When I met Doreen Guarneri, cofounder of the popular keratin treatment and maintenance line Simply Smooth, at the International Beauty Show in NYC, she wanted to set the record straight: “Keratin isn’t really a straightener; it smoothes hair. It’s about fixing the keratin levels in the hair; it’s about smoothing and repairing hair.”
She spoke of the treatment with passion. “I say there are ‘degrees of keratin.’ We have a product for every need and service. No hair type is the same, and it shouldn’t all be treated the same. This truly is ‘keratin art,’” she asserted.
So it was with very little hesitation that I accepted Guarneri’s invitation to experience Simply Smooth Keratin Treatment in her salon (which also serves as a test salon), The Look Salon in Long Island. How could I not? I was told, “You become the person in control of your hair.” Perfect!
When I arrived, I settled in to the first round of business: Washing my hair with a shampoo that has a pH level of 9. “We usually wash three to four times to remove all the residue,” says Guarneri. She explains that, despite not using conditioner, this shampoo is so light, she won’t even have to lift a brush to my hair; the tangles will simply fall out with ease.
From there she blow-dries it, roughening up my hair to keep the cuticle open. My unconditioned hair takes on a bushy likeness. “We break the ethics of hairstyling—what we swore we’d never do,” laughs the effervescent Guarneri. “We make you look bad first!” She explains that the hair must be 100% dry so that it drinks up the treatment. When my hair is dryer than the Sahara (and just as vast—it has grown seemingly massive), she shakes up the Simply Smooth Keratin Treatment and starts applying it section by section. “This is a light application; the average head only takes about 2 ounces. You apply a little, and then comb it through. You comb and blend so as to not oversaturate the hair.” Why not drench hair in the stuff? “The more people add, the more they waste, plain and simple. You waste product, and you waste time,” she says matter-of-factly.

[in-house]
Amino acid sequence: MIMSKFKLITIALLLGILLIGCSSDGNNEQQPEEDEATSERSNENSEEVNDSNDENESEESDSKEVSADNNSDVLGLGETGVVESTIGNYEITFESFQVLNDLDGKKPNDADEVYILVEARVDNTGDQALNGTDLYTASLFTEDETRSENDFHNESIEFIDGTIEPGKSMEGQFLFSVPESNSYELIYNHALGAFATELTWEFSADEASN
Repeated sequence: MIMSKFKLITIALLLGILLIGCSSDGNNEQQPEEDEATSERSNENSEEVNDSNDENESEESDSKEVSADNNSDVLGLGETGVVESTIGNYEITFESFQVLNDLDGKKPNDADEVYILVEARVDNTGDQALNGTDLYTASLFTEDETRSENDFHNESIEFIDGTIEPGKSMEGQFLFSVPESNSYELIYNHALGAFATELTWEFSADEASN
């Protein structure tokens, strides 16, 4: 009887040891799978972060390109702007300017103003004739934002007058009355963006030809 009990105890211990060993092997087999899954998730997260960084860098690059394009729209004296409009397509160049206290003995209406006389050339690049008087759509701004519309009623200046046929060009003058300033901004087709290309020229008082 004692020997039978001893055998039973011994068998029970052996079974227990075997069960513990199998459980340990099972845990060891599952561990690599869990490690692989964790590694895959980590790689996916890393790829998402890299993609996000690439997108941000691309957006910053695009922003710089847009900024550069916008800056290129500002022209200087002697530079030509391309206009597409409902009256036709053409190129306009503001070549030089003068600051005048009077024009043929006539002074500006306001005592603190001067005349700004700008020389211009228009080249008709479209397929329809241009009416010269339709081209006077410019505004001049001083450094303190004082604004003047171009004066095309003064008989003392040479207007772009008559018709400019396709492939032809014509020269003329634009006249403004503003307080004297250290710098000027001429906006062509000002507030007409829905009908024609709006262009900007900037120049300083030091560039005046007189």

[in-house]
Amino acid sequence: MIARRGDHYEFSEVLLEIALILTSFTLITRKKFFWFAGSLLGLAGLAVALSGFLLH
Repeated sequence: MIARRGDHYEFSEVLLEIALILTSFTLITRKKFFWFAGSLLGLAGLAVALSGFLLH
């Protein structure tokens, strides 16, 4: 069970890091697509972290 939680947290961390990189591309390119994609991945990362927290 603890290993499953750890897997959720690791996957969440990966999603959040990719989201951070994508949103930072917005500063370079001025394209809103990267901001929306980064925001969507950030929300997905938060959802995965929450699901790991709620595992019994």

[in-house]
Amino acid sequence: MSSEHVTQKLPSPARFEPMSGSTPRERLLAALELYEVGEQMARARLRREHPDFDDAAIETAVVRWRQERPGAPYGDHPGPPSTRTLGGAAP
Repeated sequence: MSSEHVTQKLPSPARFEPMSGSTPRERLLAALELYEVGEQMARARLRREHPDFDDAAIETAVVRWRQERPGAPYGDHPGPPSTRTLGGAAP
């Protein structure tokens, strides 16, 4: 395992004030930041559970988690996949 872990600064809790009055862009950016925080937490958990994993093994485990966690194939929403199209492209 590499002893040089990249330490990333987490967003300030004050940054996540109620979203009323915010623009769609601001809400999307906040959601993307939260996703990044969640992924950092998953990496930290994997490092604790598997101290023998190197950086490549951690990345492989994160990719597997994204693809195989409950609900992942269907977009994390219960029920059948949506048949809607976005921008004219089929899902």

After the treatment starts to set, things begin to heat up—literally. To “cure” a keratin treatment, you must apply heat in the form of a flat iron. “Irons are to keratin what developers are to haircolor,” Guarneri sings. And, each can have a different effect. Plate type and temperature are key to a successful smoothing. “Really, it’s all relative to a person’s hair texture. Hair that is strong in texture can withstand—and need—higher temperatures. But not every head needs 450º F. You can burn hair, break it or cure too fast. On the other hand, the wrong plate and temperature might cause you to not cure enough,” she says.
Guarneri whips out a special flat iron, the Cure Tool, which has paramagnetic alloy plates. “This, we have found, is the perfect blend of metals to not create static,” she says. She notes that most of the phone calls her company’s dedicated keratin hotline receives have to do with iron issues. “The fact is that every plate delivers a different ‘cure’ for keratin. Some irons leave keratin sitting on top of the hair,” she reveals. Also, most heads of hair boast more than one texture, therefore requiring different levels of heat throughout the head. But mainly, stylists tend to use their irons at a too-hot temperature—something that Guarneri is hoping to break stylists of doing. (She teaches a three-hour certification class to stylists who want to use Simply Smooth, and encourages them to seek further education to become “master keratin artists.”) “Hair always talks to you. If you listen, it tells you what to do,” she nods.
Case in point: She passes the iron methodically over each section of my hair, “listening” (or rather, watching) for what she calls the “three S’s”: shine, static and slip. “How many passes you do with your iron is determined by these three ‘S’s.’ First, hair gets shiny. Then, I notice a little bit of static. Last, there is increased slip. You have to watch what the hair does to determine the best results,” she explains.
At the end, she swipes a few more passes over my ends because “they didn’t cure at the same rate.” (Read: They’re damaged and need a little more TLC). My hair is straight and feels a bit heavy, but three days later, after I am able to wash it, I put it to the test: I style it. And I notice that my ends, which have not had a healthy sheen to them in what must be 15 years, are now just as shiny as my ultra-glossy roots. My hair feels smooth and silky. I run my fingers through it almost constantly (new bad habit, but hey! Who cares?). And, like Guarneri promised, I am now the person in control of my hair. Need I say more? —Karie L. Frost